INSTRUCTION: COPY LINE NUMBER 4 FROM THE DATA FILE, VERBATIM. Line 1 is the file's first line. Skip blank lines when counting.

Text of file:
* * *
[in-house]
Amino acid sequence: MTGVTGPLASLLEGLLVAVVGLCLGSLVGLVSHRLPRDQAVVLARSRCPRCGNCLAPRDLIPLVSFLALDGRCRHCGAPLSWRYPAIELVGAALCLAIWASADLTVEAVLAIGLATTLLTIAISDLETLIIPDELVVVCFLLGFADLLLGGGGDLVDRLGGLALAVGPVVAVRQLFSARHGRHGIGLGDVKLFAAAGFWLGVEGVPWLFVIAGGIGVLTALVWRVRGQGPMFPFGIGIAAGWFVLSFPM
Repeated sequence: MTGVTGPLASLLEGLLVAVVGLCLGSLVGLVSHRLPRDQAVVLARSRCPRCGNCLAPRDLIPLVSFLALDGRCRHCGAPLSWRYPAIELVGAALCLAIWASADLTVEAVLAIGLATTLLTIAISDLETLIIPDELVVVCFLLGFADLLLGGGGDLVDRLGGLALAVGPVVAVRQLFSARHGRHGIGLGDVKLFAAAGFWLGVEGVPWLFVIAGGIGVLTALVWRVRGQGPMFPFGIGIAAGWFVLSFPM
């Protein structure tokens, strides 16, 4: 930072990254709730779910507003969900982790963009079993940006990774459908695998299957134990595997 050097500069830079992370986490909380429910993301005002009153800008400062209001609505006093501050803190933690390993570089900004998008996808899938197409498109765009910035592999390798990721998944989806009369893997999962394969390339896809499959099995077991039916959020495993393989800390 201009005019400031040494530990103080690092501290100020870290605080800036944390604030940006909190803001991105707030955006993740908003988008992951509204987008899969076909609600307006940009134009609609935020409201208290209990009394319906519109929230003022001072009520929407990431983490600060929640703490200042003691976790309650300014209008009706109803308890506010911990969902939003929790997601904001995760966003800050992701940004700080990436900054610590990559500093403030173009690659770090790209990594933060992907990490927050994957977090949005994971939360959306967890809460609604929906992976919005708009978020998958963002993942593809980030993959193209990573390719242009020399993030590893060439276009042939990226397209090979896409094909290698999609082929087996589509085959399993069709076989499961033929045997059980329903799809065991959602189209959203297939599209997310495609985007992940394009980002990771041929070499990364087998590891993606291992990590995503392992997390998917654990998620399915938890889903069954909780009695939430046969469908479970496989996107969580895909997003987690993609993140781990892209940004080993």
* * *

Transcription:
């Protein structure tokens, strides 16, 4: 930072990254709730779910507003969900982790963009079993940006990774459908695998299957134990595997 050097500069830079992370986490909380429910993301005002009153800008400062209001609505006093501050803190933690390993570089900004998008996808899938197409498109765009910035592999390798990721998944989806009369893997999962394969390339896809499959099995077991039916959020495993393989800390 201009005019400031040494530990103080690092501290100020870290605080800036944390604030940006909190803001991105707030955006993740908003988008992951509204987008899969076909609600307006940009134009609609935020409201208290209990009394319906519109929230003022001072009520929407990431983490600060929640703490200042003691976790309650300014209008009706109803308890506010911990969902939003929790997601904001995760966003800050992701940004700080990436900054610590990559500093403030173009690659770090790209990594933060992907990490927050994957977090949005994971939360959306967890809460609604929906992976919005708009978020998958963002993942593809980030993959193209990573390719242009020399993030590893060439276009042939990226397209090979896409094909290698999609082929087996589509085959399993069709076989499961033929045997059980329903799809065991959602189209959203297939599209997310495609985007992940394009980002990771041929070499990364087998590891993606291992990590995503392992997390998917654990998620399915938890889903069954909780009695939430046969469908479970496989996107969580895909997003987690993609993140781990892209940004080993």